The problem, says Waters, is that only a small number of these apartments can be built, and while the subsidies mean rents don’t have to be set high enough to recoup the cost of construction, the city doesn’t subsidize operating costs.

“To really change the game, you need an operating subsidy,” Waters explains. The most recent Rent Guidelines Board’s Income and Expense study released last month estimated the average cost of operating a rent-stabilized apartment outside “core Manhattan” at $794 a month including taxes.

To put that in perspective: Even if the minimum wage were raised to $15 an hour, workers getting that subsidy would be “rent burdened,” spending more than 30% of their income, if they paid more than $750/month. A New Yorker living on $1,150 a month in Social Security would need to pay less than $350.

Mayor Bill de Blasio and Department of Buildings Commissioner Rick Chandler announcing tougher penalties for construction site safety lapses earlier this year (Edward Reed / Mayoral Photography Office)

One group that is definitely not happy with de Blasio’s affordable housing program is the city’s construction unions. The plan does not require affordable-housing developers to pay union-scale wages. 

“The people who build these houses won’t be able to afford to live in them,” says John Skinner, president of Metallic Lathers and Reinforcing Ironworkers Local 46.

Affordable-housing construction is almost completely nonunion. Union officials and organizers say some contractors are among the most abusive in the industry, regularly cheating their workers out of pay. Wages are typically $10 to $20 an hour, says Skinner, and some contractors don’t train their workers well and “don’t care about safety.” 

Of the 17 construction workers killed in workplace accidents last year, 16 were on nonunion sites. “Why is there not massive outrage?” Skinner asks.

“Building and preserving more affordable housing is critical to reducing income inequality, as well as making sure that these New Yorkers are paid a fair wage,” Gary LaBarbera, president of the Building and Construction Trades Council of Greater New York, said in an email. The unions “remain steadfast in our belief that all workers building affordable housing deserve good wages with benefits.”

The de Blasio administration originally argued that paying union-scale wages would reduce the amount of affordable units it could build. Now it says that it can’t use zoning regulations “to address labor rules.” 

Skinner disagrees. The housing built is receiving public subsidies, so “they can require prevailing wage,” he said.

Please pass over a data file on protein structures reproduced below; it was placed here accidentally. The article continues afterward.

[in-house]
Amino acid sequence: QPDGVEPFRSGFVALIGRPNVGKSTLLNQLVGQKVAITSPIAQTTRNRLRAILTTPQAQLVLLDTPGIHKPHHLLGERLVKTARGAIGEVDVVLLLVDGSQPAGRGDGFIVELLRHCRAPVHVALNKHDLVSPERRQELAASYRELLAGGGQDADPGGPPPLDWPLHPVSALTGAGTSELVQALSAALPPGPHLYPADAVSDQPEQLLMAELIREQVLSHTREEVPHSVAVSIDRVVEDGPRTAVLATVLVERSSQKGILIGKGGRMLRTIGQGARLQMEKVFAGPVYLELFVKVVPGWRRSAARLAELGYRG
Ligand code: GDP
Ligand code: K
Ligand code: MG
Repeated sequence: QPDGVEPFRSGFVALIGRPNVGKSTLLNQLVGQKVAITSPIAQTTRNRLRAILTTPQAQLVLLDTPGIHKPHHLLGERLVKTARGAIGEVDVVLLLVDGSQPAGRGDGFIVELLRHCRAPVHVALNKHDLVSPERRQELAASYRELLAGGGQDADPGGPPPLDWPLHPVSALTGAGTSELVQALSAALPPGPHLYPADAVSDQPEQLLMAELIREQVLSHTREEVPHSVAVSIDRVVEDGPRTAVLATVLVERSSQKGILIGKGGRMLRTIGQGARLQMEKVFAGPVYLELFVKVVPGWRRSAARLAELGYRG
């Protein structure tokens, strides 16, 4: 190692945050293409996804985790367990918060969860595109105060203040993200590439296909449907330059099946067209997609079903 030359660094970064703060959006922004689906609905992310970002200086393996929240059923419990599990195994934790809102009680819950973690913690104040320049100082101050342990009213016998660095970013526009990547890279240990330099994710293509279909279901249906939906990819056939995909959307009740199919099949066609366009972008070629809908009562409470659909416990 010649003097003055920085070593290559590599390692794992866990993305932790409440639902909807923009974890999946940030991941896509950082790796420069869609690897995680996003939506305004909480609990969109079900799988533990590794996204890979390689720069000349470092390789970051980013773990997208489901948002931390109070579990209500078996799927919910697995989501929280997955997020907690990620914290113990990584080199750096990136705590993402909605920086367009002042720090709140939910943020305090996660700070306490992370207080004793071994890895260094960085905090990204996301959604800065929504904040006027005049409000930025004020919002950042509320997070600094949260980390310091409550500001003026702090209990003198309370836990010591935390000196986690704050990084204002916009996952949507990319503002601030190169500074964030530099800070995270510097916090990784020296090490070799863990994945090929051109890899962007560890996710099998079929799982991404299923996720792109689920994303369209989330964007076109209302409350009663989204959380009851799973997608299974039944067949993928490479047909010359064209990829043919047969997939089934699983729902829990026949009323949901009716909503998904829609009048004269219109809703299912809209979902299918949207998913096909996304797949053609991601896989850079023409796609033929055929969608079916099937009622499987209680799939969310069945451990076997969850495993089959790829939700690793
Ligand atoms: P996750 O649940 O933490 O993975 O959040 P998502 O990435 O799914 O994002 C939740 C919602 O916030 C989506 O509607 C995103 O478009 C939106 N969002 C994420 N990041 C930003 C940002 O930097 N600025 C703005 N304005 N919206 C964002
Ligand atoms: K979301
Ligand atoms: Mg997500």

HPD says the law is the law, and zoning can be used only to regulate things like height, bulk, and land use.

(De Blasio announcing his housing plan, May 2014)

In East New York, the first neighborhood rezoned for mandatory inclusionary housing, many residents are wary. 

“What happens if you make less than $32,000?” Lorna Blake, a Trinidadian immigrant who works as a therapist for the developmentally disabled, asked at a May 7 rally on Fulton Street. The mayor promised affordable housing, she said, but “after all the town-hall meetings, we realized it was all a big lie.”

More than 7,000 new units are planned for the rezoned area, more than 150 blocks on the neighborhood’s northern side along the A/C and J/Z subway lines. HPD has said the first 1,310 apartments built must be affordable to people making less than $70,000 a year. About 43% of those are slated for people making less than $41,000, including 12% for those below $23,350.

The neighborhood’s median income is $35,000, and one-third of households make less than $23,000. “The affordability levels are so out of reach for local residents that it’s meaningless,” says Pete Nagy of New York Communities for Change.

To increase the proportion of below-market apartments above the 25% required by inclusionary zoning, HPD will subsidize the construction of buildings that are “100% affordable, and at levels that target low and extremely low income.” Between 40% and 50% of those apartments will be slated for people who make less than $41,000.

But a New York Communities for Change analysis released in March projected that even including the ELLA program subsidies, only about 20% of the total new apartments built would be affordable for people making less than the neighborhood median, and only 4% for the poorest third. 

Half—about 3,500—would be market-rate, in a neighborhood directly in the path of gentrification coming east from Bushwick and Bedford-Stuyvesant.

More than one-third of the households in the rezoned area are already spending more than half their income on rent, says a report issued earlier this year by the Coalition for Community Advancement, an alliance of neighborhood groups. 

In a key indicator of gentrification pressures, home-sale prices more than doubled between November 2012 and March 2015.

Most of the 15 neighborhoods being considered for rezoning are “clamoring” for a higher percentage of truly affordable low-income housing, says Dulchin. The program, he adds, “should not be judged by the 200,000 goal, but by how it works for the neighborhoods”—whether it strengthens them or uses market forces that will destabilize them.

In places like East New York, says Waters, the administration is arguing that you can only get a certain amount of affordable housing. But it’s missing the point, he says, “to argue that since the city can only afford to help people who make $60,000 a year, people who make $30,000 should be happy with the results.”